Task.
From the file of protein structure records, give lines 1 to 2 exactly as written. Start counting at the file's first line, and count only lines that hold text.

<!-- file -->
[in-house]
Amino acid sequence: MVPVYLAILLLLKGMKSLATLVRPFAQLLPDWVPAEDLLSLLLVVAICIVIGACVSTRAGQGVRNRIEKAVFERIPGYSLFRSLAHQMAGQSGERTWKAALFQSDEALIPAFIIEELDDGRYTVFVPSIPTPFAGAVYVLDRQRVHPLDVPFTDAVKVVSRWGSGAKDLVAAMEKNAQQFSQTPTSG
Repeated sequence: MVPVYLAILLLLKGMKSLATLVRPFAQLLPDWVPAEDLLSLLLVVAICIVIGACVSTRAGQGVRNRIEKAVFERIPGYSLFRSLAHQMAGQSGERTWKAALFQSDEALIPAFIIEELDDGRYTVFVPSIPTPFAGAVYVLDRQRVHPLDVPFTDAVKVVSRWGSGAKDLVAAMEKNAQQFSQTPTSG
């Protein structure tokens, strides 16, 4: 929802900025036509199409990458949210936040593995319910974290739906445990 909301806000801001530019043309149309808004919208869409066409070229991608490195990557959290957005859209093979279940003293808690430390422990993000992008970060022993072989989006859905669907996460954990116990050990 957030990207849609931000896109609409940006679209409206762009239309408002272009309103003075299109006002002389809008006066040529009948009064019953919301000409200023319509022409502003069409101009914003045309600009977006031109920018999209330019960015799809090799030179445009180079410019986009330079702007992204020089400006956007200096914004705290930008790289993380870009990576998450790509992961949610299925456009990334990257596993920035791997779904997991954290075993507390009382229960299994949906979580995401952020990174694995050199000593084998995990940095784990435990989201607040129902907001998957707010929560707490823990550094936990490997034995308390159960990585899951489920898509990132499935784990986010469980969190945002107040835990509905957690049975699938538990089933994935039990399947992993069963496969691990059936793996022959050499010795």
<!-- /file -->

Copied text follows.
[in-house]
Amino acid sequence: MVPVYLAILLLLKGMKSLATLVRPFAQLLPDWVPAEDLLSLLLVVAICIVIGACVSTRAGQGVRNRIEKAVFERIPGYSLFRSLAHQMAGQSGERTWKAALFQSDEALIPAFIIEELDDGRYTVFVPSIPTPFAGAVYVLDRQRVHPLDVPFTDAVKVVSRWGSGAKDLVAAMEKNAQQFSQTPTSG